Author Topic: Leaving financial advisor best way to minimize tax implications  (Read 2598 times)

Kimm

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I decided after 4 years to dump my financial advisor.  He was helpful when I knew nothing but now the 1% fee for him to earn each year while I'm not really in need of changing anything seems silly. Wish I would have known about index funds earlier on but oh well. I'm Ready to go it alone but I'm trying to figure out the best way to move my taxable account. I have about 228,000 in the account  and approximately 62,000 in unrealized gains.

Do I:
1) sell things slowly over the next few years and move to index funds (how do I decide what to sell and do I use vanguard)?
2) sell it all and move to index funds (vanguard)?
3) move it to another brokage firm and keep the same investments and just pay the mutual fund expense fees ( which brokage firm would be best vanguard/Schwab)?

I have
PENNX 34,000 (6300 unrealized gains) expense ratio 0.91%
PEEAX 51,000 (17400 unrealized gains) expense ratio 1.05%
OIGYX 29,300 (2800 unrealized gains) expense ratio 0.89%
FINFX 58,400 (18,895 unrealized gains) expense ratio 0.40%
AMAGX 55,000 (17000 unrealized gains) expense ratio 1.09%

I'm in the 28% tax bracket so capital gains will be 15%.

« Last Edit: May 24, 2015, 11:28:19 AM by Kimm »

forummm

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Re: Leaving financial advisor best way to minimize tax implications
« Reply #1 on: May 24, 2015, 09:22:06 AM »
What are the expense ratios for those funds?

If they are low and you want to keep them, you can do an in-kind transfer to Vanguard or another brokerage account. Then you won't owe any taxes. But if the fees are high, you would be better off selling and taking the hit now in exchange for lower costs over time.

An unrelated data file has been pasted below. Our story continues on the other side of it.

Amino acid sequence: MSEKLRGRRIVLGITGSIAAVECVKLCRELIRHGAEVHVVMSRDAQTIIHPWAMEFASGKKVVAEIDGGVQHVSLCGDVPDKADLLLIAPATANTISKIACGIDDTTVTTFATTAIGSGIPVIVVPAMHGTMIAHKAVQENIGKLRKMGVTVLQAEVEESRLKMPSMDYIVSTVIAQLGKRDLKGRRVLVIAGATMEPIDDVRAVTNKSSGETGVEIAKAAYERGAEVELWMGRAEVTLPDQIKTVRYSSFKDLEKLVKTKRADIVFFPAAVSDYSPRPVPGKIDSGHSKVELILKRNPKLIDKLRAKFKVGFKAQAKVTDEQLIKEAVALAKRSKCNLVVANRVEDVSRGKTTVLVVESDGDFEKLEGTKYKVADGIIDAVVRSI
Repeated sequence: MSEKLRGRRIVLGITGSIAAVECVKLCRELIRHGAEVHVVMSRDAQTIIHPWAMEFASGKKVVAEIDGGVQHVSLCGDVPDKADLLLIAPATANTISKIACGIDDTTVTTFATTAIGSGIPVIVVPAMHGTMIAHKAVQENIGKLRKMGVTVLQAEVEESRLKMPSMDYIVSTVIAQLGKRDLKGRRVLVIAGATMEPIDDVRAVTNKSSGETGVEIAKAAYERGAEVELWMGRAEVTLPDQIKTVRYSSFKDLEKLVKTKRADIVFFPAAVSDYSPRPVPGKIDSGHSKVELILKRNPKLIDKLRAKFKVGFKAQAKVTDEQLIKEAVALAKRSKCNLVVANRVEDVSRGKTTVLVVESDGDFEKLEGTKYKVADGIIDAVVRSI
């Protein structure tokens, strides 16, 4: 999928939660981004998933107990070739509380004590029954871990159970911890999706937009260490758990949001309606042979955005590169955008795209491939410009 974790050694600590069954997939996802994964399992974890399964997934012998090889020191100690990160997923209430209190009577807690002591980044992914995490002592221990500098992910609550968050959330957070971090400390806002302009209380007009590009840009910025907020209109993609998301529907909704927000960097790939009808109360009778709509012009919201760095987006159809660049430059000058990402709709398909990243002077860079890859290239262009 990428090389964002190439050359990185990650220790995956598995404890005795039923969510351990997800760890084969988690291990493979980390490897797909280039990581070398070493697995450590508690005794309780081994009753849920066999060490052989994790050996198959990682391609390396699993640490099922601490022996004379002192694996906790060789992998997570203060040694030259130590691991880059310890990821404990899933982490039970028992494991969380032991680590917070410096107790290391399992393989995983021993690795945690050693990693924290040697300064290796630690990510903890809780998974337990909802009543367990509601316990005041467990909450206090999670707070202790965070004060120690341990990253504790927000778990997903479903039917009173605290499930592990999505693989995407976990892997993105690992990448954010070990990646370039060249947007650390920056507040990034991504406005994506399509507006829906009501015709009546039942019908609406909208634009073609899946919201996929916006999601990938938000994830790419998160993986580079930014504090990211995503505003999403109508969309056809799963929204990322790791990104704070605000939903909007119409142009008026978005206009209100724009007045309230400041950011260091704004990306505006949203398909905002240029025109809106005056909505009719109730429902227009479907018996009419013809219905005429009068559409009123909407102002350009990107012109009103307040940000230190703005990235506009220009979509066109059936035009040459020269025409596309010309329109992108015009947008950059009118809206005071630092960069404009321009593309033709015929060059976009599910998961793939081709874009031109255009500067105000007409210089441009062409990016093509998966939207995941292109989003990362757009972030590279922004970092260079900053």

Kimm

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Re: Leaving financial advisor best way to minimize tax implications
« Reply #2 on: May 24, 2015, 09:31:22 AM »
Added the expense ratios

forummm

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Re: Leaving financial advisor best way to minimize tax implications
« Reply #3 on: May 24, 2015, 10:17:09 AM »
Yeah, you have been hurt by the advice. 2% including the advisor's cut is killer.

I know you said $62k unrealized gains, but I only see about $47k here. I think for $7k in taxes, I would just sell it all and put it all in low-cost Vanguard funds. The rule of thumb is a 10-year return. And these fees are definitely more than $7k in taxes over 10 years. Payback would be about 3 years.

Kimm

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Re: Leaving financial advisor best way to minimize tax implications
« Reply #4 on: May 24, 2015, 11:30:51 AM »
Oops missed a zero on the last mutual fund 17,000 unrealized gains not 1,700. Thanks for the feedback that was the analytical answer I was looking for, what's the payback etc..I haven't talked to vanguard yet but that's the route I'm looking to go.

thedayisbrave

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Re: Leaving financial advisor best way to minimize tax implications
« Reply #5 on: May 24, 2015, 11:32:12 AM »
Are these all long term gains? If so I'd go ahead and sell them now.

forummm

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Re: Leaving financial advisor best way to minimize tax implications